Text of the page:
If the sales team is constantly educating prospects from ground zero, they don't have enough time to actually sell, and they're likely wasting time on prospects that might have opted out of the sales process earlier on their own, had they been better informed. [That's okay, by the way – there will always be prospects that aren't the right fit to become your customer, and the sooner you can let them go and move on to those who are, the better for everyone.]
When the matter is lack of awareness or understanding, that's either a fundamental business problem (there never was a market need or demand for what's being sold) or an ineffective effort from marketing. The marketing team needs to survey prospects entering the pipeline to interview them about the effectiveness of the messaging and channels being used. Adjusting the message, how it is delivered, where it is broadcast, and to whom, can improve the quality of the leads by educating prospects more effectively. Again, this probably involves some degree of increasing the amount of time leads are nurtured (read: educated).
Complaint # 5: Marketing is doing the wrong things
Sometimes the complaints have to do with how marketing spends its time, money and how much the product costs:
"Marketing spends too much time on Social Media."
"Marketing isn't helping us close deals."
"They spend too much money on branding."
"Our products are too expensive."
Is marketing to blame when those are the gripes that that are shot across department lines?
Those grumbles make me think that marketing is probably doing its job. It's the sales team’s responsibility to close deals, and there would be less of them if no one was spending time engaging with the market on social media or spending money on branding. Budgets should be set at the beginning of the year, and it's marketing's responsibility to find the right combination of channels and activities to deliver their message effectively, and in most cases, there's a need for branding. When it comes to product pricing, it is often marketing's research that is used to support the logic behind a product's pricing, and in most cases, it's an effort from a variety of departments that determines pricing.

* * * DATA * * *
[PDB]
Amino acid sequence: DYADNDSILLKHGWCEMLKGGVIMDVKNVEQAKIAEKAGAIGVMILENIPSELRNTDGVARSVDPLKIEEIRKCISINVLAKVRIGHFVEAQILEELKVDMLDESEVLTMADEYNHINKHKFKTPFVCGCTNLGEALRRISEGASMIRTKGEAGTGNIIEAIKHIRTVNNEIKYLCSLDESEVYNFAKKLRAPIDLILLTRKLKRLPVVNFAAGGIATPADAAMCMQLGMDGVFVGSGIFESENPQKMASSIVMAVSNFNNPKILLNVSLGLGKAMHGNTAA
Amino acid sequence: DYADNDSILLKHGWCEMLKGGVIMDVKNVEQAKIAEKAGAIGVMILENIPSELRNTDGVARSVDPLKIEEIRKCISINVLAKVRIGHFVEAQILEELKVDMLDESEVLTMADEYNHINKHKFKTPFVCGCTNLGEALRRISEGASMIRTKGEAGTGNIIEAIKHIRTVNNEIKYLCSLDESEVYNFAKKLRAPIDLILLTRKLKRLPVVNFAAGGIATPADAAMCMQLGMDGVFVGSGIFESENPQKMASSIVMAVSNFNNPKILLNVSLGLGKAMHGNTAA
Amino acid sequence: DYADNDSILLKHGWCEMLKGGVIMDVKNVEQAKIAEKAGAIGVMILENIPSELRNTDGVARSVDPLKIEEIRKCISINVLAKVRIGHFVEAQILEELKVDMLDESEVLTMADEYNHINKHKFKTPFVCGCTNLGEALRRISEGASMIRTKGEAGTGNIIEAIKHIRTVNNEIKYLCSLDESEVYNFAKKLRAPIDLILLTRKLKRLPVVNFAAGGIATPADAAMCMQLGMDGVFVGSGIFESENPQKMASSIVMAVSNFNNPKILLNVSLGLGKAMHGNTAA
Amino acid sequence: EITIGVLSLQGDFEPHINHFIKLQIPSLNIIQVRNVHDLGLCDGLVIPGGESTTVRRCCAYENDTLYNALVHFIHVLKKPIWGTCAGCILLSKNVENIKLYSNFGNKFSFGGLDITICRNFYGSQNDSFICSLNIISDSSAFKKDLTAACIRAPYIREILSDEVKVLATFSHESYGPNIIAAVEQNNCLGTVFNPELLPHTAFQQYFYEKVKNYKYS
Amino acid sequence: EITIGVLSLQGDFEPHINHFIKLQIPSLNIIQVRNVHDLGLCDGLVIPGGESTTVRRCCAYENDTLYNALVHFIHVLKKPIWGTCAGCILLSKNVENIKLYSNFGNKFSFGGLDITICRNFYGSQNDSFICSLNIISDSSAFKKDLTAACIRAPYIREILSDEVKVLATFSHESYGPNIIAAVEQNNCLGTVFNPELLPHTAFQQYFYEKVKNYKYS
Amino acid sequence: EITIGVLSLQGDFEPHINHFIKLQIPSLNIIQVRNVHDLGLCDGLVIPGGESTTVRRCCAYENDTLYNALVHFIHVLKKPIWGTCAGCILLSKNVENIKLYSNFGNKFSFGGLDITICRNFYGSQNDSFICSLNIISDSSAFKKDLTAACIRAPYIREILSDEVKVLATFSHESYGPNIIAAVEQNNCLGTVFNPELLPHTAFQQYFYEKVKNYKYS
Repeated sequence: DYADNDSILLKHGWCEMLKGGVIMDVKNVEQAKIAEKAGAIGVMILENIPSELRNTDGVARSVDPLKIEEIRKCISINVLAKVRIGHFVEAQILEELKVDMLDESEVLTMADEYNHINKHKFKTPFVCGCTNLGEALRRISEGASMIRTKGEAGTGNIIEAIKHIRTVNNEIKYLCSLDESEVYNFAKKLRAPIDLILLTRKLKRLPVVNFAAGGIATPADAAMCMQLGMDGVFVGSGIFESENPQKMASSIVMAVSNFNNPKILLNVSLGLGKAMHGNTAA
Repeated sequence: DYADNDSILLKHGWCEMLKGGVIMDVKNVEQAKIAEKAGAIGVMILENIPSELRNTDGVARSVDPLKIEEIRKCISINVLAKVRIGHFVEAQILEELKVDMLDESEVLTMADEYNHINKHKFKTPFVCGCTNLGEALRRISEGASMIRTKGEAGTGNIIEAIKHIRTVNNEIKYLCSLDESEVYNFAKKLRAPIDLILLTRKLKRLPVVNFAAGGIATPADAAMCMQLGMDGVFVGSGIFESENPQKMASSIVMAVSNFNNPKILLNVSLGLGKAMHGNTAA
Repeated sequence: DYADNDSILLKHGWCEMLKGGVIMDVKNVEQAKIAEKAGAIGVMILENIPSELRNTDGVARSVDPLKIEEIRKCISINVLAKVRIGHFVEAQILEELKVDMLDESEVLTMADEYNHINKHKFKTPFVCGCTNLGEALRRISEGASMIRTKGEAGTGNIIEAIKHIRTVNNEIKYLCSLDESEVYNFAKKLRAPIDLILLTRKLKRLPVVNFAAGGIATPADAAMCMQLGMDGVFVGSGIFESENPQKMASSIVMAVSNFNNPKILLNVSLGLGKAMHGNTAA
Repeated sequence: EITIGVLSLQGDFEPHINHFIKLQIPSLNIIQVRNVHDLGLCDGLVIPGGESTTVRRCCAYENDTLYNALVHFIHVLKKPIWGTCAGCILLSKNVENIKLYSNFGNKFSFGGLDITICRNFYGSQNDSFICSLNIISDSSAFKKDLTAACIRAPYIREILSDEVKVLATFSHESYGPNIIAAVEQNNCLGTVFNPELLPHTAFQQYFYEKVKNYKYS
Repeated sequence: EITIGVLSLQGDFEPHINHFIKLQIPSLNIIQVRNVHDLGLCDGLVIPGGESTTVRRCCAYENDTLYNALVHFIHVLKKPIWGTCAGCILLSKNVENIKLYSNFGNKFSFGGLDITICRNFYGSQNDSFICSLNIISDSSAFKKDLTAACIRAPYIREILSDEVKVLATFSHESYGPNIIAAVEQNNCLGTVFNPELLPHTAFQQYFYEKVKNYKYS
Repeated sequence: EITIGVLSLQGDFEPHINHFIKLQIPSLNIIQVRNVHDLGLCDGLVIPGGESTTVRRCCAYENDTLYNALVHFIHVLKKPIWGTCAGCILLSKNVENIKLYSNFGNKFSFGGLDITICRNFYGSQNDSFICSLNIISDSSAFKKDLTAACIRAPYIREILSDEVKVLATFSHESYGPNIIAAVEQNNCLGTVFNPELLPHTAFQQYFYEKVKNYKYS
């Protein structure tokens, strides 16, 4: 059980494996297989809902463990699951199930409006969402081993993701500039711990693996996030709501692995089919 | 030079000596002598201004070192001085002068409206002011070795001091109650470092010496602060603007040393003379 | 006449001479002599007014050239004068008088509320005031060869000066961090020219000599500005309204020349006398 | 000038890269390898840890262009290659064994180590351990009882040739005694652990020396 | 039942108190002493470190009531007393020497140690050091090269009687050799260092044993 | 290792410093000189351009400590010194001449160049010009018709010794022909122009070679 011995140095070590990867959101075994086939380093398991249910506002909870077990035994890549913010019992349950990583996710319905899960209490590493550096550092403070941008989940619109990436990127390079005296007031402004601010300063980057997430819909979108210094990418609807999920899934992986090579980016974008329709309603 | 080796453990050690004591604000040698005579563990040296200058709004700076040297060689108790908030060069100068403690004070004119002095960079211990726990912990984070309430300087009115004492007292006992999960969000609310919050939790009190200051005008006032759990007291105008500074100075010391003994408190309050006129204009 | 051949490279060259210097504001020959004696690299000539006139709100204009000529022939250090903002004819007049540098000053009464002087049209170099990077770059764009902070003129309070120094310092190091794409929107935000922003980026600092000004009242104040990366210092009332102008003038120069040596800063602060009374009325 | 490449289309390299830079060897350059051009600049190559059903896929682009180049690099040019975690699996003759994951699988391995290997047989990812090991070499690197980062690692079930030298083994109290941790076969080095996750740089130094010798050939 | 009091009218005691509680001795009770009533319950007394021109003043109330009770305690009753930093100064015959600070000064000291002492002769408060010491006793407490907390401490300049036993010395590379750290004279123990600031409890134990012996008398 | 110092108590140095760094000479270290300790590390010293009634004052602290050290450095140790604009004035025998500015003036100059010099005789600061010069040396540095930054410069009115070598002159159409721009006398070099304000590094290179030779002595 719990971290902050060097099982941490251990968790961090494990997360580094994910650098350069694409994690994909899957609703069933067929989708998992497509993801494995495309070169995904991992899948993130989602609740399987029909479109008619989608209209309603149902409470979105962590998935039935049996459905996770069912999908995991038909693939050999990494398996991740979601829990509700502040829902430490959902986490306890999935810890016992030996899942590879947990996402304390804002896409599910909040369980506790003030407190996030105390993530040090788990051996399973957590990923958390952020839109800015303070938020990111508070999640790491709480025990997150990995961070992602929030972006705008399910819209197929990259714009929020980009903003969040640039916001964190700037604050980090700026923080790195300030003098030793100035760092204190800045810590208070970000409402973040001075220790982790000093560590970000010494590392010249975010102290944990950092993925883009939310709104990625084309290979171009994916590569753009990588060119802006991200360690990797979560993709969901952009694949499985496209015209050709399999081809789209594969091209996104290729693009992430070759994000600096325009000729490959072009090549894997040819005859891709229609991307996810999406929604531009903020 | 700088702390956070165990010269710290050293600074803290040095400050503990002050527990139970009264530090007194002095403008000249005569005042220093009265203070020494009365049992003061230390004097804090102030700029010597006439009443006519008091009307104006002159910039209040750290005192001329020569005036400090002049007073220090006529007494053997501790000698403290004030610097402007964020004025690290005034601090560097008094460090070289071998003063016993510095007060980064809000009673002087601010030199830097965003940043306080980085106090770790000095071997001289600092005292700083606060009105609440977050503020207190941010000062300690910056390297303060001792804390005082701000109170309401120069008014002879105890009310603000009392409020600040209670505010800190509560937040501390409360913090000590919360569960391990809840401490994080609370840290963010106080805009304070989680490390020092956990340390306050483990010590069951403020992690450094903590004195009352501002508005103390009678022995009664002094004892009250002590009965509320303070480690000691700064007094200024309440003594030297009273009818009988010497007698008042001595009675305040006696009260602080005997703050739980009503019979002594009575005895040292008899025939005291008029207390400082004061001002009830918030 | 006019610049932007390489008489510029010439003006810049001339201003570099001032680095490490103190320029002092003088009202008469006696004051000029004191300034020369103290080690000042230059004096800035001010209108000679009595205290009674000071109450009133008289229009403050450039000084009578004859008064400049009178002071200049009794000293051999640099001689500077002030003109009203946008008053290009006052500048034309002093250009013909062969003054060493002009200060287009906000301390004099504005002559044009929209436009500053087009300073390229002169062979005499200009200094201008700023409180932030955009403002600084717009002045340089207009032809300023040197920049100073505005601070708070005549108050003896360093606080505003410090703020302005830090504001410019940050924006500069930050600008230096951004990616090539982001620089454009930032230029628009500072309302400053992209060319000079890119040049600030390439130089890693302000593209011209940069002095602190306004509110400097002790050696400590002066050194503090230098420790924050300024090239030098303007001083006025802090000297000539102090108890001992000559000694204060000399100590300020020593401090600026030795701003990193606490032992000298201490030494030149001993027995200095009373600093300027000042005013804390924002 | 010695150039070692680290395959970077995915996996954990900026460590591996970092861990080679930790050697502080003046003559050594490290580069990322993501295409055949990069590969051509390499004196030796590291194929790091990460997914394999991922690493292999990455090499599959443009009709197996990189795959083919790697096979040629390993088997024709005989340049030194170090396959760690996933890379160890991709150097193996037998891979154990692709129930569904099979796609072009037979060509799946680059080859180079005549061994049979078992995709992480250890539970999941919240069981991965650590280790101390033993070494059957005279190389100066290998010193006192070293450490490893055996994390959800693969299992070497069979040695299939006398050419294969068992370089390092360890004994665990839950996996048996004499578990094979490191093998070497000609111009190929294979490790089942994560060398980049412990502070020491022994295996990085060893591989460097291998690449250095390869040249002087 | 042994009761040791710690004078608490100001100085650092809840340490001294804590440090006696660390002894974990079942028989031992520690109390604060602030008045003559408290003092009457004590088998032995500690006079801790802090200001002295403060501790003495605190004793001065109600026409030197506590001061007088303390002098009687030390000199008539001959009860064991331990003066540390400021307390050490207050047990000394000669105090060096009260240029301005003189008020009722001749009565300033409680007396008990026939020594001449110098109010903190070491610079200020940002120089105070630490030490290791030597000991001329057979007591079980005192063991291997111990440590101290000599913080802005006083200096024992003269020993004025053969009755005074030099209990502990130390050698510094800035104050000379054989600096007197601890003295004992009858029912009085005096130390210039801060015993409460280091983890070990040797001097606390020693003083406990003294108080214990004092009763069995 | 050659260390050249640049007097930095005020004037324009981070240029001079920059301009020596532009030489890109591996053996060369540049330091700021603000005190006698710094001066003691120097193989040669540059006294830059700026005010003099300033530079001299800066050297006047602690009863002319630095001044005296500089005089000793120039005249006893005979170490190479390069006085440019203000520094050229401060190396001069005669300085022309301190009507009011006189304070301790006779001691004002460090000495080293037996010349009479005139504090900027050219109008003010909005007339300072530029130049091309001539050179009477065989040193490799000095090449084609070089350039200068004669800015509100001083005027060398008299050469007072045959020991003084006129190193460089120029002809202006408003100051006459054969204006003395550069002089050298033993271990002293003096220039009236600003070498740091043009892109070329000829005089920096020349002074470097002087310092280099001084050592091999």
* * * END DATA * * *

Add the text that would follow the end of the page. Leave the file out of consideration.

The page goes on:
Your Takeaway: Better communication and lead nurturing
In short, closing a deal or making a sale becomes much harder than it should without the legwork that marketing puts into informing the public, educating the market, and nurturing the prospects. But the accusations from sales aren't going to subside unless both teams can agree on a common definition of a qualified lead and how many are necessary to reach the goals that have been set for the sales team.
Having been on both sides, I'm in the camp that believes that marketing is there to serve the sales team. While not every marketing activity is directly attributable to making a sale, that ultimately is the end-goal. If marketing isn't willing to evaluate its efforts with respect to ROI or implement metrics that help monitor performance, it becomes all too easy to point fingers when sales numbers start to slip.
That’s why the key to any successful lead generation process is to review the definitions for “qualified” leads and set goals that both sides can agree with.